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Lordship and LiteratureJohn Gower and the Politics of the Great Household$
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Elliot Kendall

Print publication date: 2008

Print ISBN-13: 9780199542642

Published to Oxford Scholarship Online: September 2008

DOI: 10.1093/acprof:oso/9780199542642.001.0001

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PRINTED FROM OXFORD SCHOLARSHIP ONLINE (oxford.universitypressscholarship.com). (c) Copyright Oxford University Press, 2021. All Rights Reserved. An individual user may print out a PDF of a single chapter of a monograph in OSO for personal use. date: 30 November 2021

Retribution as Household Exchange in Genius's Tales

Retribution as Household Exchange in Genius's Tales

(p.194) 7 Retribution as Household Exchange in Genius's Tales
Lordship and Literature

Elliot Kendall (Contributor Webpage)

Oxford University Press

This chapter expands the previous chapter's discussion of attitudes to law and justice by investigating the politics of uncentralized, household-based dispute resolution in the tales of Confessio Amantis. There is discussion of writing as a technology of justice, and a livery ordinance of 1390 that is invested in the king's law offers a counterpoint to parliamentary livery complaint and Gower's poem. The chapter argues that Gower's tales promote a distinctly unofficial model of justice rooted in the great household but regulated by oppositions between public and private, lordship and ‘prive’ revenge, hall and chamber. There are extended treatments of the tales of Tereus, Mundus and Paulina, Constance, the False Bachelor, Tarquin and Aruns, Lucrece, Virginius, and Orestes.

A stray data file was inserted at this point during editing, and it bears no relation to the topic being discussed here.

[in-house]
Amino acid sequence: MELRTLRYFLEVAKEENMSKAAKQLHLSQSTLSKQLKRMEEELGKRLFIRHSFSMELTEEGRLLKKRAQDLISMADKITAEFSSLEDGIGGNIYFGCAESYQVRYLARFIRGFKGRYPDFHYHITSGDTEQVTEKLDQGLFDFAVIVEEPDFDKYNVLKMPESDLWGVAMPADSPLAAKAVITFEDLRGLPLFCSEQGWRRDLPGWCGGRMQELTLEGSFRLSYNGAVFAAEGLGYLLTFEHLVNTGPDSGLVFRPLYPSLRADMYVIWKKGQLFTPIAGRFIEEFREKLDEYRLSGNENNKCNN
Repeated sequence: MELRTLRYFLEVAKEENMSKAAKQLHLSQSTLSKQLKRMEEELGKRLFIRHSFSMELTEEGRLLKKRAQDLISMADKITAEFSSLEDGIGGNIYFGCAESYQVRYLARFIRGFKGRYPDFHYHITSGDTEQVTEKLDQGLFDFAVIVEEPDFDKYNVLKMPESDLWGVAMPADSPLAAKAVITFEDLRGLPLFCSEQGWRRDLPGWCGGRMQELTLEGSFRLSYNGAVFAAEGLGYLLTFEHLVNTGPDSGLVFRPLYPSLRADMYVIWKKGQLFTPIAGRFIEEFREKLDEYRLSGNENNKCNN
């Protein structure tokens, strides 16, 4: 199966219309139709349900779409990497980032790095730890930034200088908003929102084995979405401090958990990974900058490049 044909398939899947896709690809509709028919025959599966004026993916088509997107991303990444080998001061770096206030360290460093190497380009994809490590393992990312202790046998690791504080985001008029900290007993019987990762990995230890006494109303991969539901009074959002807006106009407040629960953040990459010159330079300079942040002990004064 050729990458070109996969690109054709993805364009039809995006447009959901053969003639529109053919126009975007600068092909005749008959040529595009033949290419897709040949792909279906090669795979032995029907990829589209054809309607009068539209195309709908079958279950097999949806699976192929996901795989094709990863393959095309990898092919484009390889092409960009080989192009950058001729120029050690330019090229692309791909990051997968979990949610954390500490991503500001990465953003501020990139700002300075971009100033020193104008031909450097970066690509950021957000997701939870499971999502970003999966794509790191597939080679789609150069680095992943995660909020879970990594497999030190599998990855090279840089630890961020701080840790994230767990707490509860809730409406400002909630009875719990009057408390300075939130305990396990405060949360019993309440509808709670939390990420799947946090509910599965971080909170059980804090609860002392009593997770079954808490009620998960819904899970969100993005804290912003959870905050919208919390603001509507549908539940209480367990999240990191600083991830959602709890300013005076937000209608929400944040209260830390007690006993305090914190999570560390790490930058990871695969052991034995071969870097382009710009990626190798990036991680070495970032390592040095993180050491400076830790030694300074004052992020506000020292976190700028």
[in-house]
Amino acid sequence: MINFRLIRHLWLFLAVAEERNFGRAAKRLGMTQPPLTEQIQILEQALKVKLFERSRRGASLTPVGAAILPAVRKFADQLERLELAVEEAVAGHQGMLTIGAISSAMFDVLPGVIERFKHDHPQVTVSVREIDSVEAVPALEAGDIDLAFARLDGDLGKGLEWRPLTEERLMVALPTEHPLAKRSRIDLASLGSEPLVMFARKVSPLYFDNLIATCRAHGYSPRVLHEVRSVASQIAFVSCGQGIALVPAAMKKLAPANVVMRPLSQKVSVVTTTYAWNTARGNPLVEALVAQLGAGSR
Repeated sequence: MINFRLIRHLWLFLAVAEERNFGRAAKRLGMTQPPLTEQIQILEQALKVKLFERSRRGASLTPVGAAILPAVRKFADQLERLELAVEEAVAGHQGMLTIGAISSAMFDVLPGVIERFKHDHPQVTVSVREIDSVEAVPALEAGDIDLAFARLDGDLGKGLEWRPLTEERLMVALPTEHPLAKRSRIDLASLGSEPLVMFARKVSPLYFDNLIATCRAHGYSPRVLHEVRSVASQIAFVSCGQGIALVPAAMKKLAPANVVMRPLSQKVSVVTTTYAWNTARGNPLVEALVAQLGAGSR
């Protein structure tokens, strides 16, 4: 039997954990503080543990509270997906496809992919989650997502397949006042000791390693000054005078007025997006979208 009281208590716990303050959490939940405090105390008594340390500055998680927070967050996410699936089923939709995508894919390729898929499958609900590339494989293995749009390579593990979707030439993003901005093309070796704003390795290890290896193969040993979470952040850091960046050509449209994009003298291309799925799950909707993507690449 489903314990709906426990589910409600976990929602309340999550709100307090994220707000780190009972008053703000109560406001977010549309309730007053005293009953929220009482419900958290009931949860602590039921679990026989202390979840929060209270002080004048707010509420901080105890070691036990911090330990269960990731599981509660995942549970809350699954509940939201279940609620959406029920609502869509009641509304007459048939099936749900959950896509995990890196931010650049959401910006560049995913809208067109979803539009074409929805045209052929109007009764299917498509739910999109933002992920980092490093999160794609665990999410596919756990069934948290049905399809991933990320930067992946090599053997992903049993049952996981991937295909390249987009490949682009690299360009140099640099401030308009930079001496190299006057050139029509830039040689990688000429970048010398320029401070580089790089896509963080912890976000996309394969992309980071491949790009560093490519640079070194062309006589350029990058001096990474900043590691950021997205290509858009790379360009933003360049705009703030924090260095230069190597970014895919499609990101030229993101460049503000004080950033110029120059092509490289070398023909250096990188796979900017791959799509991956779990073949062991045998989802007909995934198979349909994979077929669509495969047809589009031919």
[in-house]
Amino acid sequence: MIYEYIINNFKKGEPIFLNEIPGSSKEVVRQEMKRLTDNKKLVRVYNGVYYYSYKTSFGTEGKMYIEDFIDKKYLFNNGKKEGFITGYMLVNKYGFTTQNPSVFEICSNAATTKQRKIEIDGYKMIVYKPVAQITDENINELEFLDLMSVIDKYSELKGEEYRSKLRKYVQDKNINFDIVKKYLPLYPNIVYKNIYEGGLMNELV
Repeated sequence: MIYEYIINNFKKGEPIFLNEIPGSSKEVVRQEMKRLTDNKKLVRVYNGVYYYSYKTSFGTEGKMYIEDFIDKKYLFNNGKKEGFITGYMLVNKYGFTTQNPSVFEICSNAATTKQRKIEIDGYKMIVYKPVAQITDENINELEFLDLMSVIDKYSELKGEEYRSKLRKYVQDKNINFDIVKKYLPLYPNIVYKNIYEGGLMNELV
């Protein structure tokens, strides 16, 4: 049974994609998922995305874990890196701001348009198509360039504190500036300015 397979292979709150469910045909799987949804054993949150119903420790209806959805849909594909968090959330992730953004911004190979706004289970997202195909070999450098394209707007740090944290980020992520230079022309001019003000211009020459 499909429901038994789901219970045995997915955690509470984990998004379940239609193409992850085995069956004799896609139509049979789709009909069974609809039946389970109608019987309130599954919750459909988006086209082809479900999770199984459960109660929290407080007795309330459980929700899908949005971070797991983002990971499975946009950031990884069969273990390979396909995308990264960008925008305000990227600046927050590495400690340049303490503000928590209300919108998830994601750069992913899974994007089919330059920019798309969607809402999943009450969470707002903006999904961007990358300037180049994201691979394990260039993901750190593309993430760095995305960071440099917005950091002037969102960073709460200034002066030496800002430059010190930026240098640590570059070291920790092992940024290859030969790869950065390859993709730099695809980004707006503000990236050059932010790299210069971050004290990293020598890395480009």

Keywords:   bachelor, chamber, Confessio Amantis, great hall, great household, justice, king's law, livery, maintenance, Orestes

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